PANAMA CITY –– The Philippines is making significant strides in its fight against smoking through a “collective and balanced approach” that has helped bring down tobacco use from among adult Filipinos from 23.8 percent in 2015 to 19.5 percent in 2021.
“This key achievement is the result of a collective and balanced approach, with whole-of-society and whole-of-government efforts in advocating and implementing effective policies and legislative measures,” Deputy Executive Secretary Hubert Dominic Guevara told the 10th Conference of the Parties (COP10) to the Framework Convention on Tobacco Control (FCTC) being held at the Panama Convention Center.
Guevara, who heads the Philippine Delegation, spoke on the conference’s opening session on Monday, February 5, to report the Philippines’ “notable progress” in implementing the FCTC since the country became a party to the treaty in 2005.
Guevara said the Philippines has strengthened its multisectoral national strategy and coordinating mechanism on tobacco regulation and adopted new policies, including those that reduce tobacco harm.
He pointed to the “Vaporized Nicotine and Non-Nicotine Products Regulation Act” (Republic Act 11900), which he described as a “landmark legislation” that “aims to reduce the harm caused by smoking” by establishing a “comprehensive and differentiated regulatory framework for the importation, manufacture, sale, and use of vaporized nicotine and non-nicotine products and other novel tobacco products.”
Congress passed the measure in 2022 as part of the Philippine government’s holistic approach on tobacco control and regulation, joining other countries that have adopted “harm reduction” as part of their tobacco control strategies.
Harm reduction is one of the three key “weapons” that parties to the FCTC may employ to control tobacco use. Article 1 (d) of the FCTC defines tobacco control as “a range of supply, demand and harm-reduction strategies” that member parties may adopt to “improve the health of the population by eliminating or reducing their consumption of tobacco products and exposure to tobacco smoke.”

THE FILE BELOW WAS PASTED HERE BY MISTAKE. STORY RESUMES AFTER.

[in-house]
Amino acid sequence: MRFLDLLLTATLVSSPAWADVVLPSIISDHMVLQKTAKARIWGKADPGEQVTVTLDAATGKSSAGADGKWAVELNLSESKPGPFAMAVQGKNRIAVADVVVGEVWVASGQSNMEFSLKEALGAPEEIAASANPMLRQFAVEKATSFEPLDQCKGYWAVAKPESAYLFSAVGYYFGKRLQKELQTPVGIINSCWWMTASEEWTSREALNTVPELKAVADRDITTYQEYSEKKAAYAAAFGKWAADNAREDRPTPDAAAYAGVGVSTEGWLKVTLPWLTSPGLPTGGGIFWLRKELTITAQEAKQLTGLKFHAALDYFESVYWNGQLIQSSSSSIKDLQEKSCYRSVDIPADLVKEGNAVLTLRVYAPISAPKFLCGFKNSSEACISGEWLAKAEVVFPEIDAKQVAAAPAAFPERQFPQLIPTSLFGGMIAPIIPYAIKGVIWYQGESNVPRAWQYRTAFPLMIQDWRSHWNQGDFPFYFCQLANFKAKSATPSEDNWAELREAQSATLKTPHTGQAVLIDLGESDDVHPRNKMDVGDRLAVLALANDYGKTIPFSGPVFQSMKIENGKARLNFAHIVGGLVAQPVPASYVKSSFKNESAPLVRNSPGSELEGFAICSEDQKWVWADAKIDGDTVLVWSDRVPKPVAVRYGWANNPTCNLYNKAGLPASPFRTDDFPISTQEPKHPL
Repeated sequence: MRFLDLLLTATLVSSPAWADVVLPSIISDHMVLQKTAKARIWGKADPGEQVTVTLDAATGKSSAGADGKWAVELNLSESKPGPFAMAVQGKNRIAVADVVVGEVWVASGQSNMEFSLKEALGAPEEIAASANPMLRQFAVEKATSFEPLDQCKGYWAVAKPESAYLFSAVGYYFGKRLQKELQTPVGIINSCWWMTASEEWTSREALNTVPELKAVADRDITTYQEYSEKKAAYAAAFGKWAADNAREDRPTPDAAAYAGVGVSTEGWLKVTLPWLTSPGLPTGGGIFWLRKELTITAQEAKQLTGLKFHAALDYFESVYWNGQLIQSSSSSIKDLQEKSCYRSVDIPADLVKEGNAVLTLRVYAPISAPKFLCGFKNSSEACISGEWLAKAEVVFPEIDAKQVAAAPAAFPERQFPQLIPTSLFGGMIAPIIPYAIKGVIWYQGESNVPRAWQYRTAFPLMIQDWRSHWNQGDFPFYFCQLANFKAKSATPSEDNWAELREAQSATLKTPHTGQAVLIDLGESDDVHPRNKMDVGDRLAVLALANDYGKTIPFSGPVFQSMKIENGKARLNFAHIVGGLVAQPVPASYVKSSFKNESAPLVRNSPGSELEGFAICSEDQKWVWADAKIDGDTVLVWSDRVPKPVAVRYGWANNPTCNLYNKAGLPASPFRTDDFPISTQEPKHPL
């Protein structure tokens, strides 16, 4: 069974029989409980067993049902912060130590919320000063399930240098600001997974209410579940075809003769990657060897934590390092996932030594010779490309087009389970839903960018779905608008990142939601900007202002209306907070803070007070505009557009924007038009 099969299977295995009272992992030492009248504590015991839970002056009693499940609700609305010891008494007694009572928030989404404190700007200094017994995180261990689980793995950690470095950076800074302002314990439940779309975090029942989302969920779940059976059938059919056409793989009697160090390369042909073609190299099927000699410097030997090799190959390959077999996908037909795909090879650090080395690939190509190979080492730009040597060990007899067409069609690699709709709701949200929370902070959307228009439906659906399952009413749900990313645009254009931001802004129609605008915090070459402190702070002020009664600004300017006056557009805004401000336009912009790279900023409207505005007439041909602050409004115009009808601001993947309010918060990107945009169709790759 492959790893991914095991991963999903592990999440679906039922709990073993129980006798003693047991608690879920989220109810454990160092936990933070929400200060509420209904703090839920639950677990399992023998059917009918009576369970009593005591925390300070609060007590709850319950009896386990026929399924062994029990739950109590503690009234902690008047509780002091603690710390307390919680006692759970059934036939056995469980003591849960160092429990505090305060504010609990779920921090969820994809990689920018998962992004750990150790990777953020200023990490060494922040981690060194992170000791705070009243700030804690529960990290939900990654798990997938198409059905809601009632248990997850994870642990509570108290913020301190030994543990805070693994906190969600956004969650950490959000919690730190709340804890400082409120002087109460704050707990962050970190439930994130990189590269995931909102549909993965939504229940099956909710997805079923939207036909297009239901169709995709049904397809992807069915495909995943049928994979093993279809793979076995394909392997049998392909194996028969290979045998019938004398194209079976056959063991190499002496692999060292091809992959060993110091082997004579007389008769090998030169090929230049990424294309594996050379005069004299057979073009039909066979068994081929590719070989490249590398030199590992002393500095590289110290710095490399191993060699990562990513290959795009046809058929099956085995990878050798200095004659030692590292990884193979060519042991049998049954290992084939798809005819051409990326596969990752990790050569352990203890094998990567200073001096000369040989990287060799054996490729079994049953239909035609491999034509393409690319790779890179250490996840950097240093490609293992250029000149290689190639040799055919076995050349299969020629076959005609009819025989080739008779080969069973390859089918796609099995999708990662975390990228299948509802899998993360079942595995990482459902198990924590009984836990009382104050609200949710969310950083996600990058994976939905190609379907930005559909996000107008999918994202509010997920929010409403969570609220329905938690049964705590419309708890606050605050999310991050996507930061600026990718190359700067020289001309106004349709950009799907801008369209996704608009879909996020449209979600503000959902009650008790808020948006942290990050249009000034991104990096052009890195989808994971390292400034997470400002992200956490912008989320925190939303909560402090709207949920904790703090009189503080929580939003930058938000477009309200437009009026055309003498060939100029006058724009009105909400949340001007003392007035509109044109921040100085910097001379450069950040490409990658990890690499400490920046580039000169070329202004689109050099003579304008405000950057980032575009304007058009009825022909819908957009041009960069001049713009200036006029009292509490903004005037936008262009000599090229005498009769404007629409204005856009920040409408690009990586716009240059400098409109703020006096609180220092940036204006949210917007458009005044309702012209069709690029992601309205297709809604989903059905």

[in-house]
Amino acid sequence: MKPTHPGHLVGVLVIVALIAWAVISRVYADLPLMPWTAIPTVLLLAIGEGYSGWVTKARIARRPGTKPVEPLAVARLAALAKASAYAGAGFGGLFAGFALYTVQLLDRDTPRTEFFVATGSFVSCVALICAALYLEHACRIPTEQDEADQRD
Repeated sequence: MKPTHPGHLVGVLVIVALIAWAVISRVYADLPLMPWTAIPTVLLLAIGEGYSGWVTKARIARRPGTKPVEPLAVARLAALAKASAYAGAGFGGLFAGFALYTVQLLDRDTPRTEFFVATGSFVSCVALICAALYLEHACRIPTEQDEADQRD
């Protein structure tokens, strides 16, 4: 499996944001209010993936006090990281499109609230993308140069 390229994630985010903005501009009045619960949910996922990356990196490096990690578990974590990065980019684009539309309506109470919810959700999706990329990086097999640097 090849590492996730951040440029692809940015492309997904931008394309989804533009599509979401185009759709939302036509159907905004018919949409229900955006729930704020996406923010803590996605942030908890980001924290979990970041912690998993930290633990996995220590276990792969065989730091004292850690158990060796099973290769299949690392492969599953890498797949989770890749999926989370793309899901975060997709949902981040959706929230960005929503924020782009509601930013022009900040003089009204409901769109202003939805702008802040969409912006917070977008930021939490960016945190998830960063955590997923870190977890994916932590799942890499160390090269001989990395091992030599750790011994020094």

Harm-reduction strategies include the use of “heated or vaporized tobacco” in place of cigarettes, which are “burned.”
There is a wealth of scientific evidence that the use of these so-called tobacco-harm-reduction (THR) products greatly reduces tobacco harm compared to smoking.
In fact, at the Congressional hearing on the vaporized nicotine and non-nicotine products regulation bill in 2019, World Health Organization Representative Dr. Ranti Fayokun, scientist in the National Capacity-Tobacco Control Prevention of Noncommunicable Diseases, told the House of Representatives that compared to cigarettes, using heated tobacco or vaporized nicotine is less harmful than smoking cigarettes.
In New Zealand, smoking rate has dropped from 16.4 percent in 2012 to 6.8 percent in 2023 with several measures, including those that allow smokers to shift from smoking cigarettes to using heated (not burned) tobacco or vaporized nicotine, according to New Zealand’s report to the FCTC COP10 in Panama.
New Zealand’s representative to COP10 said this was “achieved…through a mix of FCTC-endorsed measures, including regulation, community-based initiatives and targeted stop-smoking support.”
“Our approach also involved a considered implementation of evidence-based harm-reductio measures that includes making a range of nicotine-replacement products available to people who smoke.
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